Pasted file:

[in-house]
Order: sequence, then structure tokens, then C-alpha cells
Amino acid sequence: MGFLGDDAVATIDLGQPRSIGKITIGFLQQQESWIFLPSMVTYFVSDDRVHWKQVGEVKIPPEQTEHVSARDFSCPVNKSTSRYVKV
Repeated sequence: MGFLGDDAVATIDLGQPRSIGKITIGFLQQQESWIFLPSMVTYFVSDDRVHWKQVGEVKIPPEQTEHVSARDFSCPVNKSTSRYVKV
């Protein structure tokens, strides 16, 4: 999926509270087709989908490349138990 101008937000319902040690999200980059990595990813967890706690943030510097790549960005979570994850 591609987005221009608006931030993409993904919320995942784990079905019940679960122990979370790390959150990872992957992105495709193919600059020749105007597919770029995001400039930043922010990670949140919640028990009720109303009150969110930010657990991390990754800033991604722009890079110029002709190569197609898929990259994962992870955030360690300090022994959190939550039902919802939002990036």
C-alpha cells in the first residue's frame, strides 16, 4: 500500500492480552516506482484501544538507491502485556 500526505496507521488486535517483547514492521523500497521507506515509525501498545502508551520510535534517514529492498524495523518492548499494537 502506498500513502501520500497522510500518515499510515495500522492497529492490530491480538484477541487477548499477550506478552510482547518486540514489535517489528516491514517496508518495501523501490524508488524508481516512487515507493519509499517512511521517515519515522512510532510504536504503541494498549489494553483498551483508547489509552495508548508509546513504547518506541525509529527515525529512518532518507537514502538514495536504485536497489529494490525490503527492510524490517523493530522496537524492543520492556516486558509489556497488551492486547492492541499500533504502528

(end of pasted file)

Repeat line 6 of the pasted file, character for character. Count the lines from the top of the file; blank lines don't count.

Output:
C-alpha cells in the first residue's frame, strides 16, 4: 500500500492480552516506482484501544538507491502485556 500526505496507521488486535517483547514492521523500497521507506515509525501498545502508551520510535534517514529492498524495523518492548499494537 502506498500513502501520500497522510500518515499510515495500522492497529492490530491480538484477541487477548499477550506478552510482547518486540514489535517489528516491514517496508518495501523501490524508488524508481516512487515507493519509499517512511521517515519515522512510532510504536504503541494498549489494553483498551483508547489509552495508548508509546513504547518506541525509529527515525529512518532518507537514502538514495536504485536497489529494490525490503527492510524490517523493530522496537524492543520492556516486558509489556497488551492486547492492541499500533504502528